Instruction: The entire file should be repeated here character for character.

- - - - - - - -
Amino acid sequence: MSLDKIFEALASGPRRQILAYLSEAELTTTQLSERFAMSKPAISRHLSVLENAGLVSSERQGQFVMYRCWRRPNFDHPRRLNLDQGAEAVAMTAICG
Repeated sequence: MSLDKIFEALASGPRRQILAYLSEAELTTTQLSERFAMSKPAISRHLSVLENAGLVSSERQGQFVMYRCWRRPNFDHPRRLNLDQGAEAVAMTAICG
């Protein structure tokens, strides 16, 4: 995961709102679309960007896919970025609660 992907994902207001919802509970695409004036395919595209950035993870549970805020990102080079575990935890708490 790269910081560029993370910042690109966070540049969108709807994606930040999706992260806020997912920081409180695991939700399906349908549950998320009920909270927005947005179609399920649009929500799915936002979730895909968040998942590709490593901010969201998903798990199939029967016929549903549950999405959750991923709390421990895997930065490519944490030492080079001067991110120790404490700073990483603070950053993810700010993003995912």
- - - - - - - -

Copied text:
Amino acid sequence: MSLDKIFEALASGPRRQILAYLSEAELTTTQLSERFAMSKPAISRHLSVLENAGLVSSERQGQFVMYRCWRRPNFDHPRRLNLDQGAEAVAMTAICG
Repeated sequence: MSLDKIFEALASGPRRQILAYLSEAELTTTQLSERFAMSKPAISRHLSVLENAGLVSSERQGQFVMYRCWRRPNFDHPRRLNLDQGAEAVAMTAICG
């Protein structure tokens, strides 16, 4: 995961709102679309960007896919970025609660 992907994902207001919802509970695409004036395919595209950035993870549970805020990102080079575990935890708490 790269910081560029993370910042690109966070540049969108709807994606930040999706992260806020997912920081409180695991939700399906349908549950998320009920909270927005947005179609399920649009929500799915936002979730895909968040998942590709490593901010969201998903798990199939029967016929549903549950999405959750991923709390421990895997930065490519944490030492080079001067991110120790404490700073990483603070950053993810700010993003995912």